Get personal with Global Goods Partners! An intern sat down with co-founder Joan Shifrin and posed a couple of questions about GGP, fair trade, women empowerment, and lessons to be learned. Read and share Joan’s responses or ask some of your own by commenting on this blog post!
Co-founding GGP (or any non-profit organization) is an incredible endeavor. What was your biggest motivation to create this marketplace for fair trade goods?
More than anything, Catherine and I were inspired to create GGP by the women we met as we traveled in our previous positions with other mission-driven organizations. In every community we visited, we spoke with women, the majority of whom were mothers. They wanted what we all want for our children—good health, education, safety and opportunity. Yet, in most cases, the women themselves had little to no opportunity to provide for their families despite being talented craftswomen or being eager to learn a craft. Even in communities with highly developed craft traditions, there often was no outlet to sell their products and, of course, no way to generate income.
We saw the chance to build a bridge between marginalized craft making communities around the world and the US marketplace that would serve as a sustainable means of income for the women producers. At the same time, GGP would raise awareness fair trade principles and practices while introducing the American consumer to rare, beautifully crafted products.
Living in D.C. do you see a different perspective of fair trade and/or women empowerment than other places such as New York?
Between the progressive organizations that are in DC to lobby policy makers and international institutions, the highly educated female labor force, the international media and the thousands of university students in and around Washington, awareness of fair trade and women’s empowerment is high.
That’s not to say that intractable views, paternalism and a lack of awareness aren’t a factor. Living in Washington I have the chance—and, I think, the obligation—to raise these issues and advocate for them whether at my children’s schools, in professional meetings or at social gatherings. Washington is often maligned for being behind the fashion curve but when it comes to conscious consumerism and awareness of marginalized women, we’re definitely gaining ground.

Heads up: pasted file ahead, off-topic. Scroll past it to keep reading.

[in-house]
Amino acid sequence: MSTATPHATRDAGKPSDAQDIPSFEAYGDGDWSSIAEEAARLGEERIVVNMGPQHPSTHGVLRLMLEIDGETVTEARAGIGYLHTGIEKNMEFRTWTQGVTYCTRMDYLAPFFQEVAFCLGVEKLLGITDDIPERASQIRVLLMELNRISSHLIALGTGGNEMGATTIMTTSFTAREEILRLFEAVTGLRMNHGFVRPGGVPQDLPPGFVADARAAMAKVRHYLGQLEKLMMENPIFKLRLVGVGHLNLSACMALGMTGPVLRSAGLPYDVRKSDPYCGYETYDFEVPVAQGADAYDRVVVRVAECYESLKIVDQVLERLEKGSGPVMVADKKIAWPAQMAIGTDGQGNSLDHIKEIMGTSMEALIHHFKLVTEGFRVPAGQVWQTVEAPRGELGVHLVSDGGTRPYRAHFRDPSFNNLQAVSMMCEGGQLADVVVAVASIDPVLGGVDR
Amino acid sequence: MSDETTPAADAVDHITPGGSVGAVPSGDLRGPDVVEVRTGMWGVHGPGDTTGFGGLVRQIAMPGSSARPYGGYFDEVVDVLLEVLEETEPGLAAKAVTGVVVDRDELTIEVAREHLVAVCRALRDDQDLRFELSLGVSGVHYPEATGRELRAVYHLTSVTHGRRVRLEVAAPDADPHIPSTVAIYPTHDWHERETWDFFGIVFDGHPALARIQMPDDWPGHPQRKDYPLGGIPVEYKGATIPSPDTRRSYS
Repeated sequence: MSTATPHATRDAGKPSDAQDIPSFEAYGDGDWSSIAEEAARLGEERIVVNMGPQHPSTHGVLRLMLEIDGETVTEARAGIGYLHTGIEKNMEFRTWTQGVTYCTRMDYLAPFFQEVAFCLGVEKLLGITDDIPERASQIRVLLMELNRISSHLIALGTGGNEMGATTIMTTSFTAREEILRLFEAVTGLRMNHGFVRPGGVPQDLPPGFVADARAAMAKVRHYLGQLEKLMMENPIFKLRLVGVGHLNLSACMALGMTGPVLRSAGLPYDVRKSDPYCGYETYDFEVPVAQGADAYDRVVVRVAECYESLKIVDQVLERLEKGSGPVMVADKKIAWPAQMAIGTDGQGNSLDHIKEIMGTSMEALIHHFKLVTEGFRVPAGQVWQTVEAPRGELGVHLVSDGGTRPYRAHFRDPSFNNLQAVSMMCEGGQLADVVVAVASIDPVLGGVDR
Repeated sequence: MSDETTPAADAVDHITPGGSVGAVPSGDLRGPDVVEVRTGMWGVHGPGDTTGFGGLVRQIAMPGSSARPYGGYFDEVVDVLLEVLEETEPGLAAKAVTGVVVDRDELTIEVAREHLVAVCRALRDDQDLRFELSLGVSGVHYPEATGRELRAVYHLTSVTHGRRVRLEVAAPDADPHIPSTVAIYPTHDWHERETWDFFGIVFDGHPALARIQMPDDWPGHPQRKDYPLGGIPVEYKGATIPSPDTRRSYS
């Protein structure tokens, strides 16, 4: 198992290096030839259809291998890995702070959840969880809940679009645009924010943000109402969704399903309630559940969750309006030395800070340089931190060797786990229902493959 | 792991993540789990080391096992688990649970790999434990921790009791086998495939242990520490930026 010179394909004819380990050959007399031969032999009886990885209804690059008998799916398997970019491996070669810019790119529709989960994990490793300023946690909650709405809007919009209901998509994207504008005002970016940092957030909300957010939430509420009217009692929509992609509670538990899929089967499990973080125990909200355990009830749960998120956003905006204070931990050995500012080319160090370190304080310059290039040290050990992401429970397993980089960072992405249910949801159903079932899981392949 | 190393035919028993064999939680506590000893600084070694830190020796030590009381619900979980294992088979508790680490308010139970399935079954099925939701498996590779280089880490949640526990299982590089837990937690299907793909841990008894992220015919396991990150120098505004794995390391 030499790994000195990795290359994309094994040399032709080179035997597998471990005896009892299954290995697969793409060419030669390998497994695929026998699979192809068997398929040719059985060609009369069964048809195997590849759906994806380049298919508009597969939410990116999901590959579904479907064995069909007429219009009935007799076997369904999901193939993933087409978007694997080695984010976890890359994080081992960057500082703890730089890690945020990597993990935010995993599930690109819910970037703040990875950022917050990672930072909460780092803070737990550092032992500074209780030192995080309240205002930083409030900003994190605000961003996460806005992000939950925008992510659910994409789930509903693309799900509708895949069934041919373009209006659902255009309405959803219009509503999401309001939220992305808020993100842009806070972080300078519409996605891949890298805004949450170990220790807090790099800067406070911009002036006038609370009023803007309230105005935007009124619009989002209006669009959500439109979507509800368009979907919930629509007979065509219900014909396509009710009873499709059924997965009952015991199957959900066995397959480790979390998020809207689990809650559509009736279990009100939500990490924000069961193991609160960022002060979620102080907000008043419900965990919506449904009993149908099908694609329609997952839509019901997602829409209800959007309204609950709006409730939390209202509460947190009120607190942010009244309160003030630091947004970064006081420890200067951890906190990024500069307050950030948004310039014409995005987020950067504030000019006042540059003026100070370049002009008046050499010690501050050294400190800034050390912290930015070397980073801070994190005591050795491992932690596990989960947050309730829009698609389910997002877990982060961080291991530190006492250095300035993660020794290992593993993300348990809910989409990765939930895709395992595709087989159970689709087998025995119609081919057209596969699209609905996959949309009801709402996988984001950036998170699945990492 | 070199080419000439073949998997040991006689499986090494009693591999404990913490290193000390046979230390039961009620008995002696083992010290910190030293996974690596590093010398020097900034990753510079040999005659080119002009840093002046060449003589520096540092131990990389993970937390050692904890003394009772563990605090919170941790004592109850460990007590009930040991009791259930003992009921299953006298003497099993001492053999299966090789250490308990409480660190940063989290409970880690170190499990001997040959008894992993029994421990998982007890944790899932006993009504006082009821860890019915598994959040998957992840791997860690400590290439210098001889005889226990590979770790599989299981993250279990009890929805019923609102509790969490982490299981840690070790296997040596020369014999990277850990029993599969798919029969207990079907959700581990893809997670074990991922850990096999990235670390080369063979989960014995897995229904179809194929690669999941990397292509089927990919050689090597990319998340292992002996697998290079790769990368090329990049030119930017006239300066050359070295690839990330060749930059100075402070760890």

Is there a fact or quote (pertaining to GGP’s mission) that you’ve heard that you will never forget?
I love when a lot can be said with few words and the quote I think of often, especially when working with young people who aren’t sure how they can make a difference, is the one by Mahatma Gandhi: “We must be the change we wish to see in the world.”
You formerly worked at a social-marketing firm that develops and implements public education campaigns on health-related issues. Do you see a strong connection between that type of work and the objective of GGP?
Effective communication is critical to all positive social change, whether you’re trying to change behaviors related to health (i.e., smoking, diet) or attitudes related human rights and equity. Beyond promoting our partners’ products, GGP’s mission is to alleviate poverty and promote social justice. Our approach to advancing this mission is based on an educational campaign that is integrated into every channel we use to communicate with our customers and audience—from our website and social media to our product tags.
Like any effective campaign, we are committed to maintaining the integrity of our communications and learning from experience and the feedback we receive.
What’s the main message you want to share with others? Is there a particular lesson you wish to pass along to your children?
The message I hope I’ve passed on to my two daughters is the same one I learned from my father, which is that everyone has the right to live a life with dignity and that we all have the responsibility to respect the dignity in others.